Thursday, June 16, 2011

Piston designs

Fig 6.10
Pistons are designed with various shapes. The head of the piston can be flat, domed or hollow. The piston can have a short skirt, a full skirt, or the skirt can be cut away.
The shape of the piston head is designed to suit the type of combustion chamber of the engine and to improve turbulence of the air as it is being compressed. The head of the piston can also be designed with recesses or depressions to provide clearance for the heads of the valves.
Petrol engines use a slipper-type piston (Figure 6.10). Cutting away the skirt of the piston not only reduces the mass of the piston, but also provides clearance for the crankshaft balance weights when the piston is at BDC. This enables shorter connecting rods to be used, permitting a more compact engine design. On some engines, the balance weights are contoured to avoid interference between the weights and the pistons.
Some pistons have a very narrow top land so that the top compression ring is close to the top of the piston. This reduces the size of the crevice between the piston and the cylinder wall, above the top piston ring. The crevice can collect traces of unburned fuel, which finds its way out of the exhaust so, reducing the crevice size reduces the hydrocarbon emissions from the engine.

Piston thrusts
Fig 6.11
During the power strokes, combustion pressures force the piston downwards. However, the piston does not bear evenly against the walls of the cylinder, but is thrust against the sides of the cylinder. This is caused by the angularity of the connecting rod (Figure 6.11).
The combustion pressures force the piston downwards, and the connecting rod offers resistance, but it does this at an angle. The result is a side thrust of the piston against the cylinder wall, as shown.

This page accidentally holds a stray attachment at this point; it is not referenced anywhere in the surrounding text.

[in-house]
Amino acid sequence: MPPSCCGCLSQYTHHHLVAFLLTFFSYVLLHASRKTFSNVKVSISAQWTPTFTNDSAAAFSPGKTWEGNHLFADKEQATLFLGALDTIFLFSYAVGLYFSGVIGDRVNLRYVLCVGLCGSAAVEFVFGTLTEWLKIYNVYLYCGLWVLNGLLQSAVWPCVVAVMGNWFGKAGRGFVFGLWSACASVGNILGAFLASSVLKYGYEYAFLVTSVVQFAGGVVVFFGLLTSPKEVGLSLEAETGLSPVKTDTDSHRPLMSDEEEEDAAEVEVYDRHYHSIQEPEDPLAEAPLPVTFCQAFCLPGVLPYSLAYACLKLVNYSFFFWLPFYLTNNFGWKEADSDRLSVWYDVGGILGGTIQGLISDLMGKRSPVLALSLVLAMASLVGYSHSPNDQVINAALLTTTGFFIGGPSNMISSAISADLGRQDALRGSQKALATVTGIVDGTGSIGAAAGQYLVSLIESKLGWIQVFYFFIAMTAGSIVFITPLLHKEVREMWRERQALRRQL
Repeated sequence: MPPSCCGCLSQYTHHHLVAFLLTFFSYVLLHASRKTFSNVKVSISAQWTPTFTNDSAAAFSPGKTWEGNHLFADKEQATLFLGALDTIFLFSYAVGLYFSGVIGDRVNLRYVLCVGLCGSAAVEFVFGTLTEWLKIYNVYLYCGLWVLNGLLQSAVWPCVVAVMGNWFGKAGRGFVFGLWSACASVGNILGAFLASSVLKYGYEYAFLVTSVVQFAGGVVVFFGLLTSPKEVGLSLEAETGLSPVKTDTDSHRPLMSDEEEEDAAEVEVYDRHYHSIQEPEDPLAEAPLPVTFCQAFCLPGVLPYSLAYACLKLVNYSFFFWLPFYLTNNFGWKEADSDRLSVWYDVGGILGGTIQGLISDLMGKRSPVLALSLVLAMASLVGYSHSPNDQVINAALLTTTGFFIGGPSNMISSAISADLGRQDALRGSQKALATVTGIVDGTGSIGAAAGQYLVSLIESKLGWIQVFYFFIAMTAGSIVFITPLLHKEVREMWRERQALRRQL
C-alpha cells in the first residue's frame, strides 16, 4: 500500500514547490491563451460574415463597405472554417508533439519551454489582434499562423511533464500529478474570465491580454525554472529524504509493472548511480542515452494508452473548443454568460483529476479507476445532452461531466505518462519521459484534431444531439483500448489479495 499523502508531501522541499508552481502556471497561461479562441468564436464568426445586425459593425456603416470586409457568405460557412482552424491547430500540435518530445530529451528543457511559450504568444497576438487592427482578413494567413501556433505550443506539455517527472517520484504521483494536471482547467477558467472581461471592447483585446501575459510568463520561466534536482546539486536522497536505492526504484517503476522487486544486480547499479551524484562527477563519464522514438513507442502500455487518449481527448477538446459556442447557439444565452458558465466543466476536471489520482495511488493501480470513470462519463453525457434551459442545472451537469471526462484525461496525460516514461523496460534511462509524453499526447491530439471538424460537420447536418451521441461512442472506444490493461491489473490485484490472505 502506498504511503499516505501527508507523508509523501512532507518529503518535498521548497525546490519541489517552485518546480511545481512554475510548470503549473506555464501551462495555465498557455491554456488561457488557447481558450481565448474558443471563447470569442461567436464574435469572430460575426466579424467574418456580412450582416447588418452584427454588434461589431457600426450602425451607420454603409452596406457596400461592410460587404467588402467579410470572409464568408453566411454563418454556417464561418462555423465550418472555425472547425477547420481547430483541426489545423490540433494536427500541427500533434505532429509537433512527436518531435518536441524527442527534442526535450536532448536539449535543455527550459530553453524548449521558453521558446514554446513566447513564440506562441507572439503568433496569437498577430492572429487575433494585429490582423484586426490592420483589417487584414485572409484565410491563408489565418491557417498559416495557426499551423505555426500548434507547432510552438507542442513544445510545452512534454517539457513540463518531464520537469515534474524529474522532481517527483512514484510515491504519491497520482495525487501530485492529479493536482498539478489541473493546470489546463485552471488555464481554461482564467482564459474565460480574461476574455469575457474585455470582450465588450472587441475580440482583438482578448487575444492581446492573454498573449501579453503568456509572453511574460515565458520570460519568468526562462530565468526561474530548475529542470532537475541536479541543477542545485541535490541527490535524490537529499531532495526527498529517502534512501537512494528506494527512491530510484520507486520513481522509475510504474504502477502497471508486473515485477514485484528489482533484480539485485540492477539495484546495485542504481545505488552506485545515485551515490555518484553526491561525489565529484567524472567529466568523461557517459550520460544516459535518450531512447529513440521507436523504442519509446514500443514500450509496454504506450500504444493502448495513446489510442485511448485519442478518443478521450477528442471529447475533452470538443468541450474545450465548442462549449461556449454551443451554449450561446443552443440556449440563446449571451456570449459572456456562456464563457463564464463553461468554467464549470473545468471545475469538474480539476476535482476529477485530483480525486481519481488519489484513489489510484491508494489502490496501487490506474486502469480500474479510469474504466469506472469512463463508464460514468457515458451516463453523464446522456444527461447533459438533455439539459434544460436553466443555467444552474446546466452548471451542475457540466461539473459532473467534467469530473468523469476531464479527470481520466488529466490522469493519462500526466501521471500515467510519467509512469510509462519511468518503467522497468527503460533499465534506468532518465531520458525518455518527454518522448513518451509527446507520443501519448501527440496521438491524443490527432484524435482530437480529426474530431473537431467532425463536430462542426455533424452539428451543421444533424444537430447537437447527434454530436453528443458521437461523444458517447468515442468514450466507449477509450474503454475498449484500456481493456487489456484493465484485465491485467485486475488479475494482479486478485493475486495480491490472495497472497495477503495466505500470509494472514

The piston also has a side thrust during the compression stroke, but this is on the opposite side of the cylinder. Also, this is a lesser thrust because the downward force from compression is much less than the downward force of combustion.
The thrusts are sometimes referred to as the major and minor thrusts. Because the thrust during the power stroke (major thrust) is most important, this side of the engine is often referred to as the thrust side of the engine. It is necessary to know about the thrust side of an engine because the pistons in most engines have to be installed in a particular way. Pistons are often provided with a mark to show how they should be fitted in relation to the front of the engine.

·      Thrusts occur on both the upstrokes and the down-strokes, but the major thrust is 
during the power stroke.

Fig 6.12
Offset piston-pin bosses
Pistons are often designed with the bosses for the piston pin slightly offset. With this design, the bosses are moved a little away (offset) from the centreline of the piston. This is towards the major thrust side (Figure 6.12).
The offset, of about 1.50 mm, alters the angle of the connecting rod slightly and so transfers some of the force away from the thrust side of the piston. There is less tilt applied to the piston during the power stroke and so there is less chance of piston slap.
Offset pistons must be installed the correct way, otherwise the tilting action would be increased and this would cause pronounced piston knock. The front of the pistons will be marked for correct installation.

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1 comment:

  1. hi very good article i am searching for reason hydrocarbon emission and can piston design reduce emission